Q: There’s so much competition for our attention, how can people get engaged with poetry?
A: It implores people to dig into the uniqueness of their own narratives and their own stories. Poetry can act as sort of a light through which their stories can be seen. It reminds us that we're not alone, and that there are others who have experienced something that we've experienced. There's a community that's built through experience. It gives the courage to read about one's own story.

Q: How important is it for students just people in general to be aware of poets like yourself, women of color, contemporary poets, rather than the just the classic poets?
A: I find Walt Whitman's language to be really interesting. There's things about his imagery and the audacity of his imagery that I find super compelling. So, it’s been useful for me as a writer to read some of these works. But it is more nourishing to read a fuller scope of works, to expand the canon to include other voices, voices of BIPOC writers, queer writers, writers from different marginalized backgrounds, and hearing those stories and understanding that, just as language is fluid, so is writing.

Q: Writing is hard. Do you have a method or a discipline?
A: I'm not a prolific writer. I don’t sit down and something runs through me and I write pages on pages. I'm not that type of writer. Part of my method is sitting with things. I like to meditate on things for a very long time. I’ll carry an idea with me for a very long time, like years, sometimes, or months, and mull it over in my mind. Every day, a few lines come to me, and I'll just kind of sit with those lines. I might record them on my phone and just kind of talk through an idea. I sit with things and then words come to me, but it's not as if they wash over me; I have to chase them down a little bit.

Q: You mentioned that, you might want to do some events in atypical places for poetry and reach people who are not particularly attuned to poetry. Any more specific ideas about that?
A: I am very interested in serving marginalized populations. And I'm interested in being in places where people don't necessarily think they have a story that's worthy of sharing. This comes from, perhaps, my background as an educator, and as a young person from a marginalized background, as a first-generation American black woman not necessarily knowing the power of my story. So, it will be places that have folks that may share that sentiment.

Q: You draw on your experience as the wellspring for your ideas?
A: Often it is. But my experiences are not just biographical experiences, they're also my interests, the things that I'm fascinated by. A great number of my poems have been biographical or historical as they pertain to my life and my family. I have been doing a lot more writing that requires some serious researching. And thinking about how you write a poem based on a life outside of your own, where there's nothing you shared with this person but breathing on earth.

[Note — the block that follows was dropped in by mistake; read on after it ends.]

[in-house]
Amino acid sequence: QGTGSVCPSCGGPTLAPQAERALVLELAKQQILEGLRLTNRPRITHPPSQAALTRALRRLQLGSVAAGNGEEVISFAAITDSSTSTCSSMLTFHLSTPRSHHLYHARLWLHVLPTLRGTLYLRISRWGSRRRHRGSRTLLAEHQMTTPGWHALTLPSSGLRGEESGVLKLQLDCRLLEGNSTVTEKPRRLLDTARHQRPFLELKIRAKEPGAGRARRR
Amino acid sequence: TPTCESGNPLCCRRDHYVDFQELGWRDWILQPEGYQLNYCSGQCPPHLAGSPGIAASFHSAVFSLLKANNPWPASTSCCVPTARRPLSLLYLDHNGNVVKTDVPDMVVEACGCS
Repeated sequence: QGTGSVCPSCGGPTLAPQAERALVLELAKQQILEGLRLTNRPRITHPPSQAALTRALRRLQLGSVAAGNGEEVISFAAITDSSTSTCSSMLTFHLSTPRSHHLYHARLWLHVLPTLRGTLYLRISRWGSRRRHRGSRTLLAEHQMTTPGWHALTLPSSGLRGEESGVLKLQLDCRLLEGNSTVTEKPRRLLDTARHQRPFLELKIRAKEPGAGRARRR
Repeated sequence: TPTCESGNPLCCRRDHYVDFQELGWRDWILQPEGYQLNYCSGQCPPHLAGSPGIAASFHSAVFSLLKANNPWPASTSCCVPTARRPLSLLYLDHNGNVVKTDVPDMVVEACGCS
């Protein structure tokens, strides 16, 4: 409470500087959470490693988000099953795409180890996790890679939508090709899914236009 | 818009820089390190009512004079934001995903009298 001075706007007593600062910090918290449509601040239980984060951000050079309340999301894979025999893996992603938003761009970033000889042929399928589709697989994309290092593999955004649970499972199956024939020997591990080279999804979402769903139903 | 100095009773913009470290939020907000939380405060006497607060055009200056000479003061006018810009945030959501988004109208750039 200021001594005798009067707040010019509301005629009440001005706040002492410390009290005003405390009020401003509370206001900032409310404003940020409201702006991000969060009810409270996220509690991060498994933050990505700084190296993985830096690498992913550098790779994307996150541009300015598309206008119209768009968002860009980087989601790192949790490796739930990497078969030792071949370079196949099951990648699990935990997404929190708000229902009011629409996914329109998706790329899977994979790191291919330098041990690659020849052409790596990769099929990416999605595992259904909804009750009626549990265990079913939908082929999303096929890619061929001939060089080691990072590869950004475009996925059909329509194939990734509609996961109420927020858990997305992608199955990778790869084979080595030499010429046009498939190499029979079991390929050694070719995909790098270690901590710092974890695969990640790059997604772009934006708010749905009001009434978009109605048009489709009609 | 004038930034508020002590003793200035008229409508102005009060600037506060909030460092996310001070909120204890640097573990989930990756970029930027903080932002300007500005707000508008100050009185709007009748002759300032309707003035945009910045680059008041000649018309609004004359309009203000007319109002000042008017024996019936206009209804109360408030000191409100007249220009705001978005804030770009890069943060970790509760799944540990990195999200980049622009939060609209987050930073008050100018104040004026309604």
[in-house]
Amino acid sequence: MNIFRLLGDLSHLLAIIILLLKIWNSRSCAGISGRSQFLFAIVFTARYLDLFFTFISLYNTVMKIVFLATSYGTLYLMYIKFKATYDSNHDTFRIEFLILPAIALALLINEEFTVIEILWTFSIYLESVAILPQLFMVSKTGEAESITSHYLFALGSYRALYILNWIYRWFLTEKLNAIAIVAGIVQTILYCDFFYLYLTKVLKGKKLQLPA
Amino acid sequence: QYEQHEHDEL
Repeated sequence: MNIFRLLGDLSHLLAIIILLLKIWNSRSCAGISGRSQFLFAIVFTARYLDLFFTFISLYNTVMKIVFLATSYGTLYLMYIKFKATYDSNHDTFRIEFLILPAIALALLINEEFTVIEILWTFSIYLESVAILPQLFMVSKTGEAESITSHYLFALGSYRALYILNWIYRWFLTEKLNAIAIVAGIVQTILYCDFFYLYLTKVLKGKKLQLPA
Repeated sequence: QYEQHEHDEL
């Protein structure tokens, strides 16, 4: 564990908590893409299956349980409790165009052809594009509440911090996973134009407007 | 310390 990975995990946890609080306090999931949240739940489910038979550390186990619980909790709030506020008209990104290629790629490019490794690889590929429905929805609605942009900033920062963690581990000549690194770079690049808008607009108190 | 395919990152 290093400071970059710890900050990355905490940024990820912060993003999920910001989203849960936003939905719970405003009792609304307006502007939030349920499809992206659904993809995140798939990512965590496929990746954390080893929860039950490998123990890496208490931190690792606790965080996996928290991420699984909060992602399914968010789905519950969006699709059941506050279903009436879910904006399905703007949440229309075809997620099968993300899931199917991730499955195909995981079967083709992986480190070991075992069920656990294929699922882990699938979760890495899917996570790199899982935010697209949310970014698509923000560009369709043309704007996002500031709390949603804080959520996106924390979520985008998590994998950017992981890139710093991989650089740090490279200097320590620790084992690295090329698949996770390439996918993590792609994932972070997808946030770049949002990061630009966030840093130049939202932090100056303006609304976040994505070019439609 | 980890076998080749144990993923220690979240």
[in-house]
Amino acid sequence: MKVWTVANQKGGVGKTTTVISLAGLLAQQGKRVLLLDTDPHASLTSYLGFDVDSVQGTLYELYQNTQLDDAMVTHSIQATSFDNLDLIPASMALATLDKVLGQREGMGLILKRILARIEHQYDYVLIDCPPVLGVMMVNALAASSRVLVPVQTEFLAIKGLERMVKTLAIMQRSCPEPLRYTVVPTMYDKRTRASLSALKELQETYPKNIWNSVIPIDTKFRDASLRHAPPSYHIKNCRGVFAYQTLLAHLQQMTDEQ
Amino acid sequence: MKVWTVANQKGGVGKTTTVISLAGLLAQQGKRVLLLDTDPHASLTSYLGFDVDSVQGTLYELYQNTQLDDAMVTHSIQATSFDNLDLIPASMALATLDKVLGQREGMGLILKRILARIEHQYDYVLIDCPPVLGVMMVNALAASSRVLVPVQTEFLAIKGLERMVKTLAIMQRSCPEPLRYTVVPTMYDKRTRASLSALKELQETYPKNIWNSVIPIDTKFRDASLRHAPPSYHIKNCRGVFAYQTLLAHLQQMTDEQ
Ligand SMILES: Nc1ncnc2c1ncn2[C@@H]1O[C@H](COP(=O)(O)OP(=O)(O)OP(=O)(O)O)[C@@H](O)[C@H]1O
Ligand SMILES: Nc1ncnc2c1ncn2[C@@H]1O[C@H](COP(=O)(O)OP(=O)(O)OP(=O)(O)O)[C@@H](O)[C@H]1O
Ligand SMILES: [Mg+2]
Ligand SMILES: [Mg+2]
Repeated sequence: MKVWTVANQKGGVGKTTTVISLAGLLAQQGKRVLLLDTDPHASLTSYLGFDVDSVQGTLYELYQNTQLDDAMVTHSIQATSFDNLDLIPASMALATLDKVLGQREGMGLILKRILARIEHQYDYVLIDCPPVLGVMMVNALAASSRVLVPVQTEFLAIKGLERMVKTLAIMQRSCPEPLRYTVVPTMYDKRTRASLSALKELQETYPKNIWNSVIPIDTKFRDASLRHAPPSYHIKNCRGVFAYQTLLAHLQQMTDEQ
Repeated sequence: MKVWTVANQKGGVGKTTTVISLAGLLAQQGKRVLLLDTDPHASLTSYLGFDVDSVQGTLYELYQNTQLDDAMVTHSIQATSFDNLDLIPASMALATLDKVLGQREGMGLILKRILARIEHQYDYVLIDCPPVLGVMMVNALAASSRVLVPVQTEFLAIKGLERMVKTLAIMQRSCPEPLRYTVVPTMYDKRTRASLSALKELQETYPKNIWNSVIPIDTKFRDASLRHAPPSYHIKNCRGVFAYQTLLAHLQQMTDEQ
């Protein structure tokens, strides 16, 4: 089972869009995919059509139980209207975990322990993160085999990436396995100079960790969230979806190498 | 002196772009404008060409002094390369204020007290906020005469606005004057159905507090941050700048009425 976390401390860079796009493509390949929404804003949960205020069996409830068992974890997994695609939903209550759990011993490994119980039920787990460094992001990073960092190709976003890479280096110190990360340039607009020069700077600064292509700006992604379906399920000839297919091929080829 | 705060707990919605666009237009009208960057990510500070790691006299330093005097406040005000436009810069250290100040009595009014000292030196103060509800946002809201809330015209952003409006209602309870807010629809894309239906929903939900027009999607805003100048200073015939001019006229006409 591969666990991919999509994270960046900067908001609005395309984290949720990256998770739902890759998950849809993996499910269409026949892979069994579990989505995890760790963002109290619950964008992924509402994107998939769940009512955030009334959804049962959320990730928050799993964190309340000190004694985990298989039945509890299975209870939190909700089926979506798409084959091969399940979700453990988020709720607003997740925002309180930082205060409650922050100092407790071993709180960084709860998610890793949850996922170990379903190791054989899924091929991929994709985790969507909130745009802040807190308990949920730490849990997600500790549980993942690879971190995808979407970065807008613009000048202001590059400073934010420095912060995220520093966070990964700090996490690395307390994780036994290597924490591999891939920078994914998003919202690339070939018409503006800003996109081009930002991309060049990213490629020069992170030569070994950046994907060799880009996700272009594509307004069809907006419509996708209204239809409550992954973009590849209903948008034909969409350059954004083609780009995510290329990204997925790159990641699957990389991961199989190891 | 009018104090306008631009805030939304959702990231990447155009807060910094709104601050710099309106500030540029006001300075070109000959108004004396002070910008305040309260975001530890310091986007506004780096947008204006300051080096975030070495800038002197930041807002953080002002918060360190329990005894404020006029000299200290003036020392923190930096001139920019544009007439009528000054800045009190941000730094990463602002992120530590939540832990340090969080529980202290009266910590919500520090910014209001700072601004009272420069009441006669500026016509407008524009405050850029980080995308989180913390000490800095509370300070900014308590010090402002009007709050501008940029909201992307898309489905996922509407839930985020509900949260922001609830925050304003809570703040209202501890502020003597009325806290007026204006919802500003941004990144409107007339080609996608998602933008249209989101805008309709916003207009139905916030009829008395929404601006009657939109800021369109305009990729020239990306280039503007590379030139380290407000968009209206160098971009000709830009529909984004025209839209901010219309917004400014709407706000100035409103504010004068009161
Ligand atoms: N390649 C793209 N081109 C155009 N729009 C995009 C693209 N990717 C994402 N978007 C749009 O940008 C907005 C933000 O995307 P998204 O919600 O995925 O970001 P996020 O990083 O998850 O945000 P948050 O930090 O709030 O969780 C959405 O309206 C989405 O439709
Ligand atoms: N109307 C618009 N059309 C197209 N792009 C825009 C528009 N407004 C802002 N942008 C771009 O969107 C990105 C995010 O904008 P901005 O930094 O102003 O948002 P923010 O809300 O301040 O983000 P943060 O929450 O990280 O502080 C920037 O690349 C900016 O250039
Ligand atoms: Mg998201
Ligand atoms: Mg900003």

By Yalie Kamara

While sipping coffee in my mother’s Toyota, we hear the birdcall of two teenage boys
in the parking lot:
Aiight, one says, Besaydoo, the other returns, as they reach
for each other. Their cupped handshake pops like the first, fat, firecrackers of summer,

their fingers shimmy as if they’re solving a Rubik’s cube just beyond our sight. Moments
later, their Schwinns head in opposite directions. My mother turns to me, revealing the
milky, John-Waters-mustache-thin foam on her upper lip,
Wetin dem bin say?

Besaydoo? Nar English? she asks, tickled by this tangle of new language. Alright.
Be safe dude, I pull apart each syllable like string cheese for her. Oh yah, dem nar real padi,
she smiles, surprisingly broken by the tenderness expressed by what half my family might call

thugs. Besaydoo. Besaydoo. Besaydoo, we chirp in the car, then nightly into our phones
after I leave California. Besaydoo, she says as she softly muffles the rattling of my bones

in newfound sobriety. Besaydoo, I say years later, her response made raspy by an oxygen

treatment at the ER. Besaydoo, we whisper to each other across the country. Like
some word from deep in a somewhere too newborn-pure for the outdoors, but we
saw those two boys do it, in broad daylight, under a decadent, ruinous, sun.

Originally published in The Adroit Journal